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1. Context

In my lecture notes we defined the term enveloping algebra:

Let $k$ be a field. Let $(A, \mu_A, \eta_A)$ be a unital, associative algebra. We call the algebra $A \otimes A^{opp}$ its enveloping algebra.

Further, there is the notion of a universal enveloping algebra of a Lie algebra:

Let $\mathfrak{g}$ be a Lie algebra. Its universal enveloping algebra is the the quotient $T(\mathfrak{g})/I (\mathfrak{g})$ of the tensor algebra by the two-sided ideal $I(\mathfrak{g})$ generated by all elements of the form $x \otimes y - y \otimes x -[x,y]$ where $x,y \in \mathfrak{g}$.

2. Questions

  • What does $(-)^{opp}$ stand for? Why not leave it away?
  • Is the following correct? The multiplication in $A \otimes A^{opp}$ is given by $\mu_{A \otimes A^{opp}}: (\mu_A \otimes \mu_{A^{opp}})\circ(id_A \otimes \tau \otimes id_{A^{opp}}).$ The unit is given by $\eta_{A \otimes A^{opp}}: (id_A \otimes \tau \otimes id_{A^{opp}})\circ (\eta_A \otimes \eta_{A^{opp}})$. Here we used the identification $k \cong k \otimes k.$ Further, the morphism $\tau: A^{opp} \otimes A \rightarrow A \otimes A^{opp}; v \otimes w \mapsto w \otimes v$ is the twist map.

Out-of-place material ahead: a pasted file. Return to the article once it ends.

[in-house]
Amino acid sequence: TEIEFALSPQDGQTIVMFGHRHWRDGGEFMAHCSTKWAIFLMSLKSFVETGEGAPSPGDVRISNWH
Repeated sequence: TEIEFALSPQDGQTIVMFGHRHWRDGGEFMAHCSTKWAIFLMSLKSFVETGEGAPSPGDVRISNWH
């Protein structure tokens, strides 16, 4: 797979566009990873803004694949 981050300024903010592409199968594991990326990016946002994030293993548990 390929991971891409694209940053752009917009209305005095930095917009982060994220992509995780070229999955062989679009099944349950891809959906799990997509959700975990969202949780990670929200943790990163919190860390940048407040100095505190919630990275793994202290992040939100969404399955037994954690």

• (How) are enveloping and universal enveloping algebra related?
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    $\begingroup$ For the opposite algebra $A^{opp}$ see wikipedia. $\endgroup$ Aug 6 '20 at 15:28
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    $\begingroup$ They're not related. $\endgroup$ Aug 6 '20 at 21:58
  • $\begingroup$ @DietrichBurde Thanks. I think I understand now: We (my lecture notes) are interested in the enveloping algebra $A^e$ as defined above because it gives a correspondence between the category of $A$-bimodules and left $A^e$-modules. That allows us to relate the notion of separable algebra to the notion of projective module (we say: Call a $k$-algebra $A$ separable if it is projective as an $A^e$-module). Now, we define $A^e:=A\otimes A^{opp}$ and not $A^e:=A\otimes A$ because otherwise the correspondence wouldn't exist. That is, given… $\endgroup$